Love, Shelley seems to be saying, takes on a life of its own after a consummation between two hearts; in so doing, the hearts that created it no longer can be said to possess it–the weaker of those hearts, at least, is forced “to endure what it once possessed.” And what it endures is the sad fate of love in the world: it suffers to watch the fate of its offspring fly away, choosing the frailest nest of its own making.

The final stanza is addressed to Love itself; the hearts and persons responsible to love have fallen out of the poem. It might seem a strange fit of fancy on Shelley’s part, but it is an insight also into the precarious self-sufficiency and autonomy of love, an entity or force brought into being by two hearts but confined to neither: love, after all is a relationship, dependent on individuals, but not comprehendible solely in terms of them.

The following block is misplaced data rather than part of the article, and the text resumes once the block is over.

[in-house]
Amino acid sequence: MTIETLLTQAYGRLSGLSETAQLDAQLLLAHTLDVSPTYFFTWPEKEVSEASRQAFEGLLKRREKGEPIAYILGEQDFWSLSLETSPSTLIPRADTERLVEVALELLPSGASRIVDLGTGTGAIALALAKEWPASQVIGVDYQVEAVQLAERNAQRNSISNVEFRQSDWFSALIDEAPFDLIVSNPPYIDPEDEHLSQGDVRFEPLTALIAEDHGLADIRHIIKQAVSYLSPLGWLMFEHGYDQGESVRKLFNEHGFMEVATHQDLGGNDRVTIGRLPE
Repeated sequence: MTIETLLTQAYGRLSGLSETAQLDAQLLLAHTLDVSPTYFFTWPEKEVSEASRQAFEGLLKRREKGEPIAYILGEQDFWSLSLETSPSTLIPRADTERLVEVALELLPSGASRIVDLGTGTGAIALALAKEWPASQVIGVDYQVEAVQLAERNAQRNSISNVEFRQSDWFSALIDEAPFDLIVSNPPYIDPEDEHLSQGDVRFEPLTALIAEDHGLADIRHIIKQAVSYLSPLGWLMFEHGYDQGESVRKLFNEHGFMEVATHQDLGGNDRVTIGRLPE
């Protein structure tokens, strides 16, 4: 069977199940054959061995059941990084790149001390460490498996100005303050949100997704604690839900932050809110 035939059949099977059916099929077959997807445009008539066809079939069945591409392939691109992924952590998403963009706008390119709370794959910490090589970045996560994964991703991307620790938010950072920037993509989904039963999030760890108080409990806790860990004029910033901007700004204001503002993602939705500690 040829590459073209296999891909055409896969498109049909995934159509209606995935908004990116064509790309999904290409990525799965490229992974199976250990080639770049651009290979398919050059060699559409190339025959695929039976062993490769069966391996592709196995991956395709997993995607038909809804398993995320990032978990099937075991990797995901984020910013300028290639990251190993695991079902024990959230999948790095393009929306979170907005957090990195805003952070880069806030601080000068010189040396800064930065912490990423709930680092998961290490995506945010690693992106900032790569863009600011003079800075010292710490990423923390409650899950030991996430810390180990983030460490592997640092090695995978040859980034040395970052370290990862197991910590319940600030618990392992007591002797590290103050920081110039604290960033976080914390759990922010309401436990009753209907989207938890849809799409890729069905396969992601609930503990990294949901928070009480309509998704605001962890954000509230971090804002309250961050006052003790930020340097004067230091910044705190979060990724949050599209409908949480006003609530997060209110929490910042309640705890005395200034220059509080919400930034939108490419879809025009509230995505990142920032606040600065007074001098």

The challenge in reading the poem lies in reconciling the first and second and third and fourth stanzas. As I’ve presented them, the final two stanzas offer a coherent and developed thought. That thought does not easily square with the second stanza, where love is not mentioned, but the heart, the spirit, and a song are:

As music and splendour

Survive not the lamp and the lute,

The heart’s echoes render

No song when the spirit is mute–

From the first stanza of the poem, we understand that “when the lamp is shattered| the light in the dust lies dead” and “when the cloud is scattered| the rainbow’s glory lies dead.” The splendor of light in the dust requires the lamp to be whole; the music of tones requires the same of the lute. In the same way, the heart’s echoes require the spirit to be alive and active, or else the heart’s echoes do no resound as a song.